The Street Fighter EX series began as a 1996 arcade release. This received an upgrade titled Street Fighter EX Plus the following year and a few months later it was ported to the Playstation under the title Street Fighter EX Plus Alpha, a title I will be shortening to SFEX from now on because there's no way I'm writing all that out every time. This is the version I'll be rambling on about today.
SFEX’s big deal, its main gimmick, the thing that was meant to wow fighting game aficionados the world over was polygon graphics. No more for us the childish 2D sprites of previous SF games! This is a bold new world of characters so boxy you could use them as shipping crates!
Yes, almost a full twelve years before the release of Street Fighter IV, Capcom made a Street Fighter game which retained the beloved single-plane versus fighting of the SF series but replaced the flat sprites with chunky polygon models that look like the Duplo to SFIV's Lego Technic. I say Capcom made it, but here's the thing: it was actually developed by a separate company called Arika. One of the things that Arika brought to the games (aside from the move to 3D models) was the other thing that SFEX is most remembered for, and that's the significant number of brand-new characters that were added. Can they be as memorable as a green beastman raised by electric eels or a heavyweight boxer who is in no way related to Mike Tyson? Let's meet them and find out!
Of course, there are some of the classic fighters included in SFEX - after all, a SF game without Ryu would be like the Beatles without whichever Beatle was best at karate (my money's on Ringo). The returning SF characters consisted of Ryu, Ken, Chun Li, Guile, M. Bison, Sakura, Dhalsim, Zangief and Akuma (and Evil Ryu, if that counts). All the others are fresh to the SF canon and you know what? Some of them are pretty cool.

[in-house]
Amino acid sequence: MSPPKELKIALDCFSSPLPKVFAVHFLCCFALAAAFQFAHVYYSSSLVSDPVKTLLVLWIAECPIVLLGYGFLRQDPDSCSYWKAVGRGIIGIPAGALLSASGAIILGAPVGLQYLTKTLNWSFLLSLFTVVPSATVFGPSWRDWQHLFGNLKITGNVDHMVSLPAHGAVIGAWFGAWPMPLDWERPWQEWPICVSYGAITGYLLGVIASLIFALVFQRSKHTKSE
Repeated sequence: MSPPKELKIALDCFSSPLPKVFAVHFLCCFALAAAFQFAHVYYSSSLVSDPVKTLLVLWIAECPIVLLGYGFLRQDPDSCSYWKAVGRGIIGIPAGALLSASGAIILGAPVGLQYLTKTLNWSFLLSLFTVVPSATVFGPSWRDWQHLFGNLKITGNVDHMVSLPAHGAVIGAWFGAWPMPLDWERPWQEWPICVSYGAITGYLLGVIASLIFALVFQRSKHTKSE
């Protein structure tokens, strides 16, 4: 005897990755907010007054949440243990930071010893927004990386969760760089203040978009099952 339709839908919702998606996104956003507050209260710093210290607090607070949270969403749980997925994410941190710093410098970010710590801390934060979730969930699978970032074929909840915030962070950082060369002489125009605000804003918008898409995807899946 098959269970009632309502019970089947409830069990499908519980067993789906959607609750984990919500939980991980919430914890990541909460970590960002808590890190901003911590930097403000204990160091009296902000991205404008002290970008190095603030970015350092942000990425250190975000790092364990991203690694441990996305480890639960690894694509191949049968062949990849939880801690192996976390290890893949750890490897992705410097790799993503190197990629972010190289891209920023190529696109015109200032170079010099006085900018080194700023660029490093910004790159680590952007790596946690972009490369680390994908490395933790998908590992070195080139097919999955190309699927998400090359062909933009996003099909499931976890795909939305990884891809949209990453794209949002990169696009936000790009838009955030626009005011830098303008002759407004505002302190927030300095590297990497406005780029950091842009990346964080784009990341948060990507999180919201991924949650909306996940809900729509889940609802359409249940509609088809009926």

Okay, we're not off to a great start here. Allen is, to be blunt, a shotoclone. He's got a fireball, a dragon punch and a really stupid voice that renders him about as threatening as a Huey, Dewey and Louie. He once dreamed of becoming the American Karate Champion, but after getting his ass kicked by Ken he decides to aim higher and be the best in the world. A bit of ambition is a good thing here, I think: in a world where all the other Street Fighters are battling global terrorist masterminds and demonic martial-arts masters who can punch people's souls to death, becoming the karate champion of a country that's hardly renowned for its love for the way of the empty hand seems a little... small-minded.
Despite all his backstory, Allen's main distinguishing features are his bright orange sideburns.
Another shotoclone. This one's the emo sort, but he makes up for it by having a super move where he punches right through his opponent's torso. He also suffers from Plot-Convenient Amnesia, which I suppose is fair enough. You'd think more of the World Warriors would have neurological problems after years of severe head trauma. Apparently, he was intended to be the series' main character, but that's an accolade for one man and one man alone. We'll get to him in a bit.
You wa SHOCK! No, sadly not a master of Hokuto Shinken but some kind of dour shrine-maiden type. She's Kairi's sister, but happily she's not another shotoclone. If anything, she feels a little like Karin from SFA3. Also, she has no nose.
Leon Kennedy and Hunk had a baby! No, of course not. One of the more interesting new characters, D. Dark was a former member of Guile's unit. Military unit, I mean. They got into a scuffle with a unit led by Rolento, presumably in the manner of some rambunctious schoolboys, except everyone apart from Dark wound up dead. Oops. Perhaps unsurprisingly, this caused him to go straight-up bananas and now he seeks revenge on Guile, blaming him for not training him properly. That's... that's a pretty crappy reason for revenge, man. I should know, I swore vengeance on my high school for not teaching me maths properly and all I got out of it was a restraining order.
Still, Dark's fighting style is interesting - he fights with knives, capture wires and explosives, and his dirty-bastard trickery makes him feel rather unique.